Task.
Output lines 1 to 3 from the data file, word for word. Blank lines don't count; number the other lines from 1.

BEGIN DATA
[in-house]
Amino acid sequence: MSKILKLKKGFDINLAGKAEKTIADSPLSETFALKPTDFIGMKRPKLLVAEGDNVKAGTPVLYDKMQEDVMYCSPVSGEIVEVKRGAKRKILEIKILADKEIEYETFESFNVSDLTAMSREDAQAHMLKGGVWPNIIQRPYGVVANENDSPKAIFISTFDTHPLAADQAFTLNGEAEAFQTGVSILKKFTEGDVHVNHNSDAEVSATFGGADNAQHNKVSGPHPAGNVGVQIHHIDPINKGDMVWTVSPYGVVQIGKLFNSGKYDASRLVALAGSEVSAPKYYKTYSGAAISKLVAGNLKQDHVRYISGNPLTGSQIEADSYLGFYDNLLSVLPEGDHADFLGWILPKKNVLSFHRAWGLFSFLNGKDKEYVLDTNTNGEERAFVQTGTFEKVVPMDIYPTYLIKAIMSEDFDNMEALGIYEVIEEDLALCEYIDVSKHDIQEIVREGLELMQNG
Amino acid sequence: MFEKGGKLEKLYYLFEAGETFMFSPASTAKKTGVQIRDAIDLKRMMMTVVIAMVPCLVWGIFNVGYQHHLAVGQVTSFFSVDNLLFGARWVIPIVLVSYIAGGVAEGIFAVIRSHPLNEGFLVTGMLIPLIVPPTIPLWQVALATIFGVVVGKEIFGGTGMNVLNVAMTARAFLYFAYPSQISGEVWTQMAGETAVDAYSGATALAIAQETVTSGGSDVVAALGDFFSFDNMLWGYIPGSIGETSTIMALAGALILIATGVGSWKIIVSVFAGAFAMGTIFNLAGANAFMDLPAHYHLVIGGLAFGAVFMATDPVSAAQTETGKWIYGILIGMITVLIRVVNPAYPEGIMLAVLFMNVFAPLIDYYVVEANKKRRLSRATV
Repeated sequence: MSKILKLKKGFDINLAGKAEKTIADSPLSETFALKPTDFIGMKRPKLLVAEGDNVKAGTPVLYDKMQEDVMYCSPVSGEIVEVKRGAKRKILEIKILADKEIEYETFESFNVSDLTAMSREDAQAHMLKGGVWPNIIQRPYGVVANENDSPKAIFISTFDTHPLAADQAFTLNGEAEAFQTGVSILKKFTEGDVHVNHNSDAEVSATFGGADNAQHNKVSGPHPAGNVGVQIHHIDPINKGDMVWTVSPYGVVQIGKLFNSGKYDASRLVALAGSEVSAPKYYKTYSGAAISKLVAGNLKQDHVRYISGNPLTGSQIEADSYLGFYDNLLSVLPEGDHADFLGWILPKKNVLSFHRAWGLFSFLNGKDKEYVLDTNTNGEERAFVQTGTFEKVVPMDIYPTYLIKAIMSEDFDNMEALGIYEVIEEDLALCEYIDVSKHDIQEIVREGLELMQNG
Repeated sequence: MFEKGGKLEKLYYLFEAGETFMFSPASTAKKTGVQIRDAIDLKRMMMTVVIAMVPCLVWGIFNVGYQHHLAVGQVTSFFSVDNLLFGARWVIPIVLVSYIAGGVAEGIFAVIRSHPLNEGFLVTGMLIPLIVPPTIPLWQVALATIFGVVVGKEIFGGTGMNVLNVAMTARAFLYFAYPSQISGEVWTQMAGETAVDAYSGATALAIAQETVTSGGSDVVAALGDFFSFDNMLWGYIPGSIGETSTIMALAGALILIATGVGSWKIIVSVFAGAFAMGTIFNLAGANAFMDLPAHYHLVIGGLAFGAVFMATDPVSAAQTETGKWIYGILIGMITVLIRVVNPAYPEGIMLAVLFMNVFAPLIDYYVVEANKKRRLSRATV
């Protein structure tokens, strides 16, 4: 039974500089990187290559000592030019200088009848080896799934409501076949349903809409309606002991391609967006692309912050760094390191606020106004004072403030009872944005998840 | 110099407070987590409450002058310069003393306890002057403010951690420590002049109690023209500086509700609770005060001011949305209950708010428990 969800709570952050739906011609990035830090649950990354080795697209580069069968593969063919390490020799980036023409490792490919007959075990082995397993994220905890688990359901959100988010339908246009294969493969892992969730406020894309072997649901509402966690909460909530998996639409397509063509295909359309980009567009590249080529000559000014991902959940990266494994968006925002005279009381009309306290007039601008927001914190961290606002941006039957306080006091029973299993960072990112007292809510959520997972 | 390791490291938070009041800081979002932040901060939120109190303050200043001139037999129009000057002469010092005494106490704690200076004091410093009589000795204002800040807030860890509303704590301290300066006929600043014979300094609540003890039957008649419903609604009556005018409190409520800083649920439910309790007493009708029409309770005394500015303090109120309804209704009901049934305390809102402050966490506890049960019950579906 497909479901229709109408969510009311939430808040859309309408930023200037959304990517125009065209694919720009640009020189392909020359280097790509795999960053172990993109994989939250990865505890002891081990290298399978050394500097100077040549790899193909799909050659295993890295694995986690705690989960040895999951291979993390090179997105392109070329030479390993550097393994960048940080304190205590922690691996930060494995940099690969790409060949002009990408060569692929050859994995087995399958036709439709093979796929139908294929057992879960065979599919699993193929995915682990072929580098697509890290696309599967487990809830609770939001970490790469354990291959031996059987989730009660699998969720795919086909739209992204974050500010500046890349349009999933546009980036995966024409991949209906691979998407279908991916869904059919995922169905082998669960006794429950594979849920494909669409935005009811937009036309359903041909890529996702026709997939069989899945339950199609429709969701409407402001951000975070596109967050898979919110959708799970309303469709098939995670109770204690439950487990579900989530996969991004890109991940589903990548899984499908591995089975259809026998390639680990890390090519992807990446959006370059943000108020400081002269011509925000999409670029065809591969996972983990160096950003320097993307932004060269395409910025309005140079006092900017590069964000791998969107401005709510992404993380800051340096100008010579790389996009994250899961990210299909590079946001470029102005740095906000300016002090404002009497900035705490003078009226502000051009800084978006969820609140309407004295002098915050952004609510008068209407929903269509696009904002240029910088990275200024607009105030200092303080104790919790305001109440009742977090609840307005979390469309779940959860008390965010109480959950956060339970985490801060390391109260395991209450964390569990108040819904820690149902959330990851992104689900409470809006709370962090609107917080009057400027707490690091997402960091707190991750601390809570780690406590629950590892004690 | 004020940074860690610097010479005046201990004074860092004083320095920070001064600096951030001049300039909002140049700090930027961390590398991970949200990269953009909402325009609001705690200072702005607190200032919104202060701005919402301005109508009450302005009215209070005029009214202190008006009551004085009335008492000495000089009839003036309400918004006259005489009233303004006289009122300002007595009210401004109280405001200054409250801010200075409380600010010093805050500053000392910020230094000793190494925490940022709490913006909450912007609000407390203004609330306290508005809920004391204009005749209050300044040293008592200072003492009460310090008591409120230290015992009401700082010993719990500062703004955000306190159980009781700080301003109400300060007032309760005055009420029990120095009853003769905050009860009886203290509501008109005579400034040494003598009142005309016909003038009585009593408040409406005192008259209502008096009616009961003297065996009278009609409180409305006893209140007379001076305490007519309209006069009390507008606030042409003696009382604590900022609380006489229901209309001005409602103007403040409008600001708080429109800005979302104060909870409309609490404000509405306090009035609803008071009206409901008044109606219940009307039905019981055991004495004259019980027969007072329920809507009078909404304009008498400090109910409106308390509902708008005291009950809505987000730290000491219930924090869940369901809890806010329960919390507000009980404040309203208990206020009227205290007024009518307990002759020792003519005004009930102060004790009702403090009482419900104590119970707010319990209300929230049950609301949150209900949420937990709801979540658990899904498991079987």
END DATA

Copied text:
[in-house]
Amino acid sequence: MSKILKLKKGFDINLAGKAEKTIADSPLSETFALKPTDFIGMKRPKLLVAEGDNVKAGTPVLYDKMQEDVMYCSPVSGEIVEVKRGAKRKILEIKILADKEIEYETFESFNVSDLTAMSREDAQAHMLKGGVWPNIIQRPYGVVANENDSPKAIFISTFDTHPLAADQAFTLNGEAEAFQTGVSILKKFTEGDVHVNHNSDAEVSATFGGADNAQHNKVSGPHPAGNVGVQIHHIDPINKGDMVWTVSPYGVVQIGKLFNSGKYDASRLVALAGSEVSAPKYYKTYSGAAISKLVAGNLKQDHVRYISGNPLTGSQIEADSYLGFYDNLLSVLPEGDHADFLGWILPKKNVLSFHRAWGLFSFLNGKDKEYVLDTNTNGEERAFVQTGTFEKVVPMDIYPTYLIKAIMSEDFDNMEALGIYEVIEEDLALCEYIDVSKHDIQEIVREGLELMQNG
Amino acid sequence: MFEKGGKLEKLYYLFEAGETFMFSPASTAKKTGVQIRDAIDLKRMMMTVVIAMVPCLVWGIFNVGYQHHLAVGQVTSFFSVDNLLFGARWVIPIVLVSYIAGGVAEGIFAVIRSHPLNEGFLVTGMLIPLIVPPTIPLWQVALATIFGVVVGKEIFGGTGMNVLNVAMTARAFLYFAYPSQISGEVWTQMAGETAVDAYSGATALAIAQETVTSGGSDVVAALGDFFSFDNMLWGYIPGSIGETSTIMALAGALILIATGVGSWKIIVSVFAGAFAMGTIFNLAGANAFMDLPAHYHLVIGGLAFGAVFMATDPVSAAQTETGKWIYGILIGMITVLIRVVNPAYPEGIMLAVLFMNVFAPLIDYYVVEANKKRRLSRATV